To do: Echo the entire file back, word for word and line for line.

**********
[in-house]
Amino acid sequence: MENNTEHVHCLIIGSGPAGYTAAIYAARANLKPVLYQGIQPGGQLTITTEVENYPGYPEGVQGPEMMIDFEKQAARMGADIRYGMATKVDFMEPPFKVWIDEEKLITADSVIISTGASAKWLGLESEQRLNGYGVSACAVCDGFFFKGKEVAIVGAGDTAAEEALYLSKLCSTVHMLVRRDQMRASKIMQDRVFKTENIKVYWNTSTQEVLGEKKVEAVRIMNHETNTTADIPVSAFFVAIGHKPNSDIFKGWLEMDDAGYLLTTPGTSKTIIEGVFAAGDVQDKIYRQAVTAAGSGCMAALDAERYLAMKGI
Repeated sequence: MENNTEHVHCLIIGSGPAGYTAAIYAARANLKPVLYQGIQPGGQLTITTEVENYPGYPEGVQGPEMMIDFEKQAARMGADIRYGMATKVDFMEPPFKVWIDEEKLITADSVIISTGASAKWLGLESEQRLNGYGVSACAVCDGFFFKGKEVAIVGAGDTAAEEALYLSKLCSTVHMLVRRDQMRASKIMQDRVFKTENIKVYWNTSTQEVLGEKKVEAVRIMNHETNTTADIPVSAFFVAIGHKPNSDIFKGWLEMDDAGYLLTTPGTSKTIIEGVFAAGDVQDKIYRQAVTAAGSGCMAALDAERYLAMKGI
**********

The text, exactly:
[in-house]
Amino acid sequence: MENNTEHVHCLIIGSGPAGYTAAIYAARANLKPVLYQGIQPGGQLTITTEVENYPGYPEGVQGPEMMIDFEKQAARMGADIRYGMATKVDFMEPPFKVWIDEEKLITADSVIISTGASAKWLGLESEQRLNGYGVSACAVCDGFFFKGKEVAIVGAGDTAAEEALYLSKLCSTVHMLVRRDQMRASKIMQDRVFKTENIKVYWNTSTQEVLGEKKVEAVRIMNHETNTTADIPVSAFFVAIGHKPNSDIFKGWLEMDDAGYLLTTPGTSKTIIEGVFAAGDVQDKIYRQAVTAAGSGCMAALDAERYLAMKGI
Repeated sequence: MENNTEHVHCLIIGSGPAGYTAAIYAARANLKPVLYQGIQPGGQLTITTEVENYPGYPEGVQGPEMMIDFEKQAARMGADIRYGMATKVDFMEPPFKVWIDEEKLITADSVIISTGASAKWLGLESEQRLNGYGVSACAVCDGFFFKGKEVAIVGAGDTAAEEALYLSKLCSTVHMLVRRDQMRASKIMQDRVFKTENIKVYWNTSTQEVLGEKKVEAVRIMNHETNTTADIPVSAFFVAIGHKPNSDIFKGWLEMDDAGYLLTTPGTSKTIIEGVFAAGDVQDKIYRQAVTAAGSGCMAALDAERYLAMKGI